How I Came to Interview Donald Trump About Tiger Woods
Near the end of the Marla Maples Era, I found myself on the 26th floor of Trump Tower, in the knick-knack crowded office of Donald Trump. He didn’t shake my hand because Donald Trump doesn’t shake hands. Instead, Trump repeated my name once we were i
Literary Hub13 min read
Passing for White: A Literary History
In Nella Larsen’s day, the theme of passing had been an obsession of American popular literature, of American culture and politics, since the mid-19th century. In most of the fiction by white men about passing, a black girl of tragic birth is compell
Literary Hub10 min read
Jen Doll on Being an Outsider, and (Finally) Becoming A Writer
Will Schwalbe: Hi, I’m Will Schwalbe, and this is But That’s Another Story. One of the great things a book can do is make us feel less like outsiders. No matter who we are or where we are, we can find ourselves reflected somewhere in a book. And just
Literary Hub9 min read
How to Write a Fellowship Essay When Surrounded By Chaos
It is our inward journey that leads us through time—forward or back, seldom in a straight line, most often spiraling. Each of us is moving, changing, with respect to others. As we discover, we remember; remembering, we discover; and most intensely do
Literary Hub10 min read
The Time I Bombed in Bosnia
I once gave a lecture in Doboj, in Bosnia-Herzegovina. Like the names of the other cities in which I spoke on that tour—Tuzla, Mostar, Banja Luka, Sarajevo—Doboj was familiar to me because it had been in the news a dozen years before, during the Bosn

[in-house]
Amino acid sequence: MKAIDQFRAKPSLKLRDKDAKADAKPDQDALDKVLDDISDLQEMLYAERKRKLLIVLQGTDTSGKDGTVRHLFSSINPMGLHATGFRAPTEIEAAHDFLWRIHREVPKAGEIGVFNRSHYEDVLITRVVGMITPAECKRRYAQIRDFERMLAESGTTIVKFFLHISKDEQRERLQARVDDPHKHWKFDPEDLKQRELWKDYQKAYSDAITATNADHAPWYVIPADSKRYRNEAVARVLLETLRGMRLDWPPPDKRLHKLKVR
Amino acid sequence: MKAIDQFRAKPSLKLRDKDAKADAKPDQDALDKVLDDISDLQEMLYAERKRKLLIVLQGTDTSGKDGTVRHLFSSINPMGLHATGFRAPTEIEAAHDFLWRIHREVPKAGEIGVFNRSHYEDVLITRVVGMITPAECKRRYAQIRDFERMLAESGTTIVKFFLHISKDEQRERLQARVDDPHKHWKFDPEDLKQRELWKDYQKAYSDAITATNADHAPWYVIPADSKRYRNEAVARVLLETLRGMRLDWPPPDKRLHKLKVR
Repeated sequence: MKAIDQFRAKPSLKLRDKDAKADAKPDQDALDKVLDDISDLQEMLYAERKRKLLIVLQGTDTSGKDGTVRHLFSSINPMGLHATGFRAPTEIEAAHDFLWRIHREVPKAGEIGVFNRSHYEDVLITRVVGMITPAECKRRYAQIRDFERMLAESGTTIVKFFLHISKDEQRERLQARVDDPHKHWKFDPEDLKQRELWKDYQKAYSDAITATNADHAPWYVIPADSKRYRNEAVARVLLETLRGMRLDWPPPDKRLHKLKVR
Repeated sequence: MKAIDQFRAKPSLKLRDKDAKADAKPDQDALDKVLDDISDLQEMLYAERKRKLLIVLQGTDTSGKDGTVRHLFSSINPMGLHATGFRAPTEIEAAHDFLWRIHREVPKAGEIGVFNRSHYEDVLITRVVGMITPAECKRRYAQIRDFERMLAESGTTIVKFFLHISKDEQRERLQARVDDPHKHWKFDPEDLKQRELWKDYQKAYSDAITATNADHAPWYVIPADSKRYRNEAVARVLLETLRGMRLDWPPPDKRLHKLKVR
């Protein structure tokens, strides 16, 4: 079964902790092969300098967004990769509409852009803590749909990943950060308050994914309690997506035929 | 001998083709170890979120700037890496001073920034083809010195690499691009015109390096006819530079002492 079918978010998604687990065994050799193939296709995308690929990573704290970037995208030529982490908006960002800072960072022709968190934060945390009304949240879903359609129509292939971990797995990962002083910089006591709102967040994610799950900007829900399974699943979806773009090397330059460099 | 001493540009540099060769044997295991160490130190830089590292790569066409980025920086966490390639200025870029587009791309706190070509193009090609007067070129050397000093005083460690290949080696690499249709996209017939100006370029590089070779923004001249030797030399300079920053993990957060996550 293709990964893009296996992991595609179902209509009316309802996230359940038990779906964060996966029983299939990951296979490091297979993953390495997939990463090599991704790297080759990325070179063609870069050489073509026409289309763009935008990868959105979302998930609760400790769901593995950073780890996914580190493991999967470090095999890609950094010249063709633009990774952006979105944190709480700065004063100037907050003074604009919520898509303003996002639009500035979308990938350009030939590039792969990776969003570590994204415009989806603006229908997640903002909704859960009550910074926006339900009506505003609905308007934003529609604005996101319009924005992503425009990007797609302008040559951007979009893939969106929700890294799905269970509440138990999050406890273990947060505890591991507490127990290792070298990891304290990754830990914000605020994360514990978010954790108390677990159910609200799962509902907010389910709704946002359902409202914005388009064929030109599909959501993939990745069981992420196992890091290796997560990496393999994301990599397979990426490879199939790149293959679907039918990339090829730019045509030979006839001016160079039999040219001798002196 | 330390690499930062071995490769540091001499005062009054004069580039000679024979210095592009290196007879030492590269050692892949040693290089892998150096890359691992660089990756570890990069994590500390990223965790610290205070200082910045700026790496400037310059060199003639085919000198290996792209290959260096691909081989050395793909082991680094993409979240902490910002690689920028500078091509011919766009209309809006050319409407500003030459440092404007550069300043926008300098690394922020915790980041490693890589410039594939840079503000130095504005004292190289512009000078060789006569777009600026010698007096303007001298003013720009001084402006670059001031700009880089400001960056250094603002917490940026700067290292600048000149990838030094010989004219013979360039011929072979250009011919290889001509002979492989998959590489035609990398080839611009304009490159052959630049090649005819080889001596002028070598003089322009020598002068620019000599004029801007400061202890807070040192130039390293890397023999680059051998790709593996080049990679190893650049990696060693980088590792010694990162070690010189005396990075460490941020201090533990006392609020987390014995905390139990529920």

Literary Hub7 min read
On the Adventuresome Dane Who Drove Across North Africa in the 1930s
The art of translation requires an element of unpredictability. Although in my twenties I made my living translating poetry and novels from French and Italian into English, it never became a real job in the strictest sense of the word. The simple rea
Literary Hub8 min read
Lit Hub Recommends: Practical Magic, Aminatta Forna, Sartre, and more
The Naked Woman by Armonía Somers is the spooky story revived from 1950s Uruguay that you didn’t know you needed this season. A woman visits a sleepy village and drives its inhabitants mad. You can feel it in the prose. The sun doesn’t just set; it s
Literary Hub6 min read
With the Haruki Murakami Superfans at a Midnight Launch Party
The last time I attended a midnight book release, a small, blond, evil child grabbed the book everyone was waiting for, flipped to the last page, and shouted, “Snape killed Dumbledore!” At the launch party this past Monday for Haruki Murakami’s new n
Literary Hub10 min read
A Tough Crowd in Doboj
I once gave a lecture in Doboj, in Bosnia-Herzegovina. Like the names of the other cities in which I spoke on that tour—Tuzla, Mostar, Banja Luka, Sarajevo—Doboj was familiar to me because it had been in the news a dozen years before, during the Bosn
Literary Hub1 min read
Here is That Leonard Cohen Poem About Kanye West
Leonard Cohen wrote this poem in March of 2015; it’s included in his recently released posthumous collection, The Flame. * KANYE WEST IS NOT PICASSO Kanye West is not Picasso I am Picasso Kanye West is not Edison I am Edison I am Tesla Jay-Z is